I got back from Berlin on Saturday but haven't found the time to write up my journal reflections until now. I spent the majority of this week recovering from some sort of sickness that I caught when out there but I'm back in the studio again now, in full swing for second year exhibition prep.
After a day of driving, flying and nightmare travelling last Monday, we arrived at our hotel exhausted and ready to sleep ahead of our day exploring the city. On Tuesday morning we spent around 3 hours on foot, walking and taking in Berlin in the light of day. Our route taken to get to the first gallery was, as it happened, a lot longer than we had planned for - but gave us a chance to find our bearings and take photographs.
The first gallery stop of the trip was Hamburger Bahnhof. The museum's permanent collection houses work by Gerhard Richter, Joseph Beuys, Andy Warhol, Robert Rauschenberg and Cy Twombly, to name a few.
Although fantastic to see works by artists whom I have admired for most of my art education (in particular, Rauschenberg and Twombly) in the flesh, the stand out exhibition for me was 'Hieroglyphics', with work by Ernst Ludwig Kirchner.
The exhibition offers an insight into Kirchner's work and captures the experience of "immediate ecstasy" that exploring a city brought to the artist. This feeling was captured through his photographs, preliminary drawings and final paintings as "complete hieroglyphs", a concept used by the artist to describe his act of 'artistic translation'.
Several of Kirchner's photographs, books and drawings complement the paintings in the exhibition, marking the 'cultural charge' of his painterly worlds.
Several articles with thoughts and considerations about the work of Kirchner were published in art periodicals around the 1920s, introducing and explaining his art. Published under the pseudonym 'Louis de Marsalle', the author of these articles was actually Kirchner himself. The articles used the word 'hieroglyph' repeatedly to describe the idea of capturing an artistic reality with a symbolic language. Kirchner's art, as we can deduce from the writing under his pseudonym, is an abstraction of things seen and experienced. A reduction of traditional imagery, these hieroglyphs found in the paintings reveal a personality in Kirchner's visual language and uncover his 'way of seeing'.
I loved the way Kirchner coined the term 'hieroglyphs' to describe the gestural and suggestive energy in his work. The photographs complementing the paintings also got me excited about using photography as an art form again in my own work. It is something I have done a lot of in the past but neglected of late.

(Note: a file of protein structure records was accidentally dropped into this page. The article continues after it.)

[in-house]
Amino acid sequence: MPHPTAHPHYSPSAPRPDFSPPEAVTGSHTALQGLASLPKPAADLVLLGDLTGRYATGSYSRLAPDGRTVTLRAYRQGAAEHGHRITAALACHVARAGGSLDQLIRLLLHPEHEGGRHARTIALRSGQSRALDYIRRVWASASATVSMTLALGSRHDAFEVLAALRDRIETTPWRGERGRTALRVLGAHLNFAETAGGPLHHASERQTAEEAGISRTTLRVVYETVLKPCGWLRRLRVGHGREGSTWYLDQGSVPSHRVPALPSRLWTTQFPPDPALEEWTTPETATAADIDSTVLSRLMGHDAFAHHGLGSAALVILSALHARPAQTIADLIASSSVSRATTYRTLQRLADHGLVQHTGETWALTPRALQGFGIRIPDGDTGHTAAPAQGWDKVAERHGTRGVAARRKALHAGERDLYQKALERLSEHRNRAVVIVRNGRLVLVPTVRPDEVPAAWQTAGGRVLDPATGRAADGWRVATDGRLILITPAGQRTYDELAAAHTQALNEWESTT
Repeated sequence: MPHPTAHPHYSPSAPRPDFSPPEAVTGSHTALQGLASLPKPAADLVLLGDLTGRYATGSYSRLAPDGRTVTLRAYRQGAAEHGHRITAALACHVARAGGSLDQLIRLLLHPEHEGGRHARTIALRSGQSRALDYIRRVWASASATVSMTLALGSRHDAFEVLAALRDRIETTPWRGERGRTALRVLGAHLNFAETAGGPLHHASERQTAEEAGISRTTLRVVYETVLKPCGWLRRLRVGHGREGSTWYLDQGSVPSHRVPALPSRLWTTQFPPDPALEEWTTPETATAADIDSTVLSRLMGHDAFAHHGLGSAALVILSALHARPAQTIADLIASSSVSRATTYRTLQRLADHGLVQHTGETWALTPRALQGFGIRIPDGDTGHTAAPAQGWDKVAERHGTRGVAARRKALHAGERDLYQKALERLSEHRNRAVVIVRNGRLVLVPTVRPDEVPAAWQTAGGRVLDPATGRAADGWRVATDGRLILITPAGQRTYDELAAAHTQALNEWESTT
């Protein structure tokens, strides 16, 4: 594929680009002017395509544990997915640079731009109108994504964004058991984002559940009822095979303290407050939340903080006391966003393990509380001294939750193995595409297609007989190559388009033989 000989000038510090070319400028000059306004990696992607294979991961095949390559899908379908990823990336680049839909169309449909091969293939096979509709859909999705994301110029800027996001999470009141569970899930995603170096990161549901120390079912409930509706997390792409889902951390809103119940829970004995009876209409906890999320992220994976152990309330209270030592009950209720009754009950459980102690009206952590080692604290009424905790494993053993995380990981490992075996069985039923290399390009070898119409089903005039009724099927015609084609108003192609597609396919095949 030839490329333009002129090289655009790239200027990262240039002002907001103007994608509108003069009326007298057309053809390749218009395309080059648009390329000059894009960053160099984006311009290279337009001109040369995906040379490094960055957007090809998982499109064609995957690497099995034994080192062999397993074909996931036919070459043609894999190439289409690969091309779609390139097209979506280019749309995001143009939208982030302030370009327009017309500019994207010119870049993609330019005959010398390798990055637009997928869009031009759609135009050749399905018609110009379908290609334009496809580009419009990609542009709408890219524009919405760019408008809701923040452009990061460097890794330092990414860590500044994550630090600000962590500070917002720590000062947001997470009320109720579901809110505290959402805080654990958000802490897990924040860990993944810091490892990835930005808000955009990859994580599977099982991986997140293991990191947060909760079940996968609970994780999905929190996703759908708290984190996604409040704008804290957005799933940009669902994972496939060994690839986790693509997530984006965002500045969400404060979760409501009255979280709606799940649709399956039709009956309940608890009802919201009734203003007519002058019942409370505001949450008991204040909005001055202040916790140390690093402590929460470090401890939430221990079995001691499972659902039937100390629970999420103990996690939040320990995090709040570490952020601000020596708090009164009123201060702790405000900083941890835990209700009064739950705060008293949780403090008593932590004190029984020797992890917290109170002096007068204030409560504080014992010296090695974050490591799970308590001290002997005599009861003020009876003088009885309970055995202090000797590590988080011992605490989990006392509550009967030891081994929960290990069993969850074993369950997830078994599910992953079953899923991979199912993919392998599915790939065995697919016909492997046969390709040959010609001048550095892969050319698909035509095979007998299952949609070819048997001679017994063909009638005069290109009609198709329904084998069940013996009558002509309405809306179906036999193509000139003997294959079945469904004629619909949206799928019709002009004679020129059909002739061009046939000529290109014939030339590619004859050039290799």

I like the idea that hieroglyphs could be linked somehow to mapping and cartography, in terms of symbols acting out as a map 'key'. I'll be thinking and writing more about this in future.
Another art-related highlight was the Dali exhibition we visited. Not a great follower of his work, I didn't really know what to expect, but I am so glad that we made the trip. Having only seen his paintings in the past, I was completely unaware that Dali was a print-maker, too. Discovering his beautiful etchings by accident was a wonderful discovery.
The use of almost painterly, sketched-out lines on the etching plate was what drew me to the prints, as opposed to the subject matter. Out of a personal preference, I enjoyed his landscapes more than his figurative pieces, but it was his effective use of negative space that left me admiring the works.
At this point in the trip, in awe by the sheer amount of work framed and shown upon the gallery walls, I noted that I needed to draw more. I find often that I am so concerned with making finished works that I neglect the importance of 'prep', maquette and sketchbook work.
I found a book called '40 Tage' in the bookshop of the Hamburger Bahnhof museum, a collection of 40 graphite drawings made by Gerhard Richter in 2015. They were so simple. Small, but moving. They carried an intense amount of energy in the lines and tone put down onto paper despite being so minimalistic.
I need to be confident enough to be satisfied with the simplicity in my work - simplicity that I so admire the bravery of in the work of others.
Perhaps the greatest gallery trip we made in the week we spent in Berlin took place on the last day. Having visited the KW the evening before and spotting the ME Collectors Room, we made a note to visit when it was open the following day. The exhibition showing at the moment is titled 'My Abstract World'. It ties together a selection of international artists, with names such as Etel Adnan, Bernard Frize, Katharina Grosse and David Ostrowski in the mix.
The group of abstract paintings are owned by collector Thomas Olbrict and reflect his love for 'intense colour and bold expressive gestures', drawn from his collection of 350 abstract works by ninety different artists. Paired with an installation of seating arrangements, piles of reading materials and magazines, oriental carpets and reclining chairs, the exhibition elicits a relaxing, multi-sensory experience. The gallery felt like 'home'. We spent a good 4 hours there - disappointed when we had to leave to head back towards the airport.
A quite incredible and inspiring week in Berlin spent in the company of some of my wonderful peers. Berlin is most definitely a city I wish to head back to in future to explore the coffee scene, the myriad of bookshops, foodie spots and hidden art galleries and exhibitions. For now, I have left feeling rejuvenated to continue to push my practice and make ambitious work ahead of our upcoming exhibition at The Poly.